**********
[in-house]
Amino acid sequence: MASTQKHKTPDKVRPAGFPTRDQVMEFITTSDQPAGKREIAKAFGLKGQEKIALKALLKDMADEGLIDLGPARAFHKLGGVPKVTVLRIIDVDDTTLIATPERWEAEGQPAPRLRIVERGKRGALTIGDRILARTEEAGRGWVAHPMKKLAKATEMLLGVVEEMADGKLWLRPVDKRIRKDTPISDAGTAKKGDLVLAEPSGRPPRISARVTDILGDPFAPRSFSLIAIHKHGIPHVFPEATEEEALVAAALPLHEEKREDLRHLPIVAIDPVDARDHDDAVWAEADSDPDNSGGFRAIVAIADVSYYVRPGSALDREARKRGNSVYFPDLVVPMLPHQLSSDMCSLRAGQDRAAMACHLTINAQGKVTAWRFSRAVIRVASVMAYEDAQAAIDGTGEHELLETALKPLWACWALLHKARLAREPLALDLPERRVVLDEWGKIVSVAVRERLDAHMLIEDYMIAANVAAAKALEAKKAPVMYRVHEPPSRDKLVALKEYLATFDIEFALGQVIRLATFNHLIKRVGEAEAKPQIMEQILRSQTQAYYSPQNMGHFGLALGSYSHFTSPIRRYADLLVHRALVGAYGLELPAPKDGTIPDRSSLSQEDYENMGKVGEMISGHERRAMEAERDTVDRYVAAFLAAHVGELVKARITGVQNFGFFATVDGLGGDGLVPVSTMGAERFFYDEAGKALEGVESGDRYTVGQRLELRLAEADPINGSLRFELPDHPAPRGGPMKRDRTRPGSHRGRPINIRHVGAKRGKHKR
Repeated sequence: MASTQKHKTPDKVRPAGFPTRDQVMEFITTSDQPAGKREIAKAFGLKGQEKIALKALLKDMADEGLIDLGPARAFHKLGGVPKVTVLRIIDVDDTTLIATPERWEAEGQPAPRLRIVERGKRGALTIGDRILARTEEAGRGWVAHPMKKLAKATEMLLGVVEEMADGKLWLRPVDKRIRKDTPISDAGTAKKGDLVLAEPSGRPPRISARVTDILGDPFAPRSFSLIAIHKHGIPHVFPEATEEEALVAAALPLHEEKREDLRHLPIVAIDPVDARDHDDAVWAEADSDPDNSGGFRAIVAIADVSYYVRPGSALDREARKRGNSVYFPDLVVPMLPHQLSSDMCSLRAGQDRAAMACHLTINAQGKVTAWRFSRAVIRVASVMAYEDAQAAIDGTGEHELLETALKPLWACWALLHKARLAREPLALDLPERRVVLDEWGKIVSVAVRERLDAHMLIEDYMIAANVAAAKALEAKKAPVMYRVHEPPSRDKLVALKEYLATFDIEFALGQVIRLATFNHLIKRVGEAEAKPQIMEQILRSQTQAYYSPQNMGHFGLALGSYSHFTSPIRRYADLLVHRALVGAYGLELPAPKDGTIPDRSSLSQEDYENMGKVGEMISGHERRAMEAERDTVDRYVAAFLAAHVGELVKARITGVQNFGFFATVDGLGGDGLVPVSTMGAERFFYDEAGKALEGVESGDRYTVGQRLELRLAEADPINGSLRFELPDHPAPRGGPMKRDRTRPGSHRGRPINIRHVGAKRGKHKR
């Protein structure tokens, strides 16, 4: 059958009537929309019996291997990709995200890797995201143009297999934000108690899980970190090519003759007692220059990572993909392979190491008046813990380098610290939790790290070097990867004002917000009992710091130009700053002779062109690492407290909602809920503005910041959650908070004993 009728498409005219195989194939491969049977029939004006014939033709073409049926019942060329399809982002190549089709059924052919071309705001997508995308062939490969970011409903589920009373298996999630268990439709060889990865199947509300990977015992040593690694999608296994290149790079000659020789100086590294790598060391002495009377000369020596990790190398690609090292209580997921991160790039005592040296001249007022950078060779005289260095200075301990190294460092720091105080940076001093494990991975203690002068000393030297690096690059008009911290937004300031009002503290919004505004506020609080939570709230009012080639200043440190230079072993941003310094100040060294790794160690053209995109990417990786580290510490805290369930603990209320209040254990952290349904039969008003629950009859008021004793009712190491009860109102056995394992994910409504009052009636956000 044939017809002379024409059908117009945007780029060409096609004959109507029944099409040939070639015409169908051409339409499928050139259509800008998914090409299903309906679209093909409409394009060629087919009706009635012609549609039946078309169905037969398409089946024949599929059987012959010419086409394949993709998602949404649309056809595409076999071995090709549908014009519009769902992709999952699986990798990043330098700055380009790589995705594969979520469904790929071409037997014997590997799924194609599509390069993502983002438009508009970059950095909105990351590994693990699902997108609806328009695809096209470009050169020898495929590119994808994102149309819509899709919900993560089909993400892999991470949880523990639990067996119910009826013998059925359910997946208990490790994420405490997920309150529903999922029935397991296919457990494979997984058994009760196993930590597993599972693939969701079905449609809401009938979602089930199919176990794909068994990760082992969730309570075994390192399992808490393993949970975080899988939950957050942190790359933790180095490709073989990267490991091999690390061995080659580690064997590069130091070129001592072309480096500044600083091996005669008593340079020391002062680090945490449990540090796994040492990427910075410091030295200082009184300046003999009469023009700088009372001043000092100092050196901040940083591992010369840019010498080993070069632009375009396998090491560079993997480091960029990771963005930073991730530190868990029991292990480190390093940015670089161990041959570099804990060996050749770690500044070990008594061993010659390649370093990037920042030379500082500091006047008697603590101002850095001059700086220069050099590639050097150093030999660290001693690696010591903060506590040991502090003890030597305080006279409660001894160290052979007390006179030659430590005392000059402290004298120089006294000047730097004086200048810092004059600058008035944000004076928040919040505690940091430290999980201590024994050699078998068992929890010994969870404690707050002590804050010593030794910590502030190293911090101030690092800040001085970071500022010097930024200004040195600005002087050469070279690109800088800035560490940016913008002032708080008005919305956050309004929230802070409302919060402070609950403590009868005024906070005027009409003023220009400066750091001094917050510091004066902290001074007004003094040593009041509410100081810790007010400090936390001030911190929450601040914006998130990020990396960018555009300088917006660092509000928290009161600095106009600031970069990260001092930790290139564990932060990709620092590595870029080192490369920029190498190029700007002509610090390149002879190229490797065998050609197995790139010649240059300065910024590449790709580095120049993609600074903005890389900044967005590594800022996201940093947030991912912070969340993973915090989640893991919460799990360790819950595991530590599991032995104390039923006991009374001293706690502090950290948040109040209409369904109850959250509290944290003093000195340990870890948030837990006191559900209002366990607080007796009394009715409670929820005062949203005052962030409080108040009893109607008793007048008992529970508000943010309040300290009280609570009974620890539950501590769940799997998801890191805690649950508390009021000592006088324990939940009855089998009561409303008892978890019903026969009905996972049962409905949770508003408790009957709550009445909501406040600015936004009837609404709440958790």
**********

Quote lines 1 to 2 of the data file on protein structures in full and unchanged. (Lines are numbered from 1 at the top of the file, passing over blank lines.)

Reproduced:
[in-house]
Amino acid sequence: MASTQKHKTPDKVRPAGFPTRDQVMEFITTSDQPAGKREIAKAFGLKGQEKIALKALLKDMADEGLIDLGPARAFHKLGGVPKVTVLRIIDVDDTTLIATPERWEAEGQPAPRLRIVERGKRGALTIGDRILARTEEAGRGWVAHPMKKLAKATEMLLGVVEEMADGKLWLRPVDKRIRKDTPISDAGTAKKGDLVLAEPSGRPPRISARVTDILGDPFAPRSFSLIAIHKHGIPHVFPEATEEEALVAAALPLHEEKREDLRHLPIVAIDPVDARDHDDAVWAEADSDPDNSGGFRAIVAIADVSYYVRPGSALDREARKRGNSVYFPDLVVPMLPHQLSSDMCSLRAGQDRAAMACHLTINAQGKVTAWRFSRAVIRVASVMAYEDAQAAIDGTGEHELLETALKPLWACWALLHKARLAREPLALDLPERRVVLDEWGKIVSVAVRERLDAHMLIEDYMIAANVAAAKALEAKKAPVMYRVHEPPSRDKLVALKEYLATFDIEFALGQVIRLATFNHLIKRVGEAEAKPQIMEQILRSQTQAYYSPQNMGHFGLALGSYSHFTSPIRRYADLLVHRALVGAYGLELPAPKDGTIPDRSSLSQEDYENMGKVGEMISGHERRAMEAERDTVDRYVAAFLAAHVGELVKARITGVQNFGFFATVDGLGGDGLVPVSTMGAERFFYDEAGKALEGVESGDRYTVGQRLELRLAEADPINGSLRFELPDHPAPRGGPMKRDRTRPGSHRGRPINIRHVGAKRGKHKR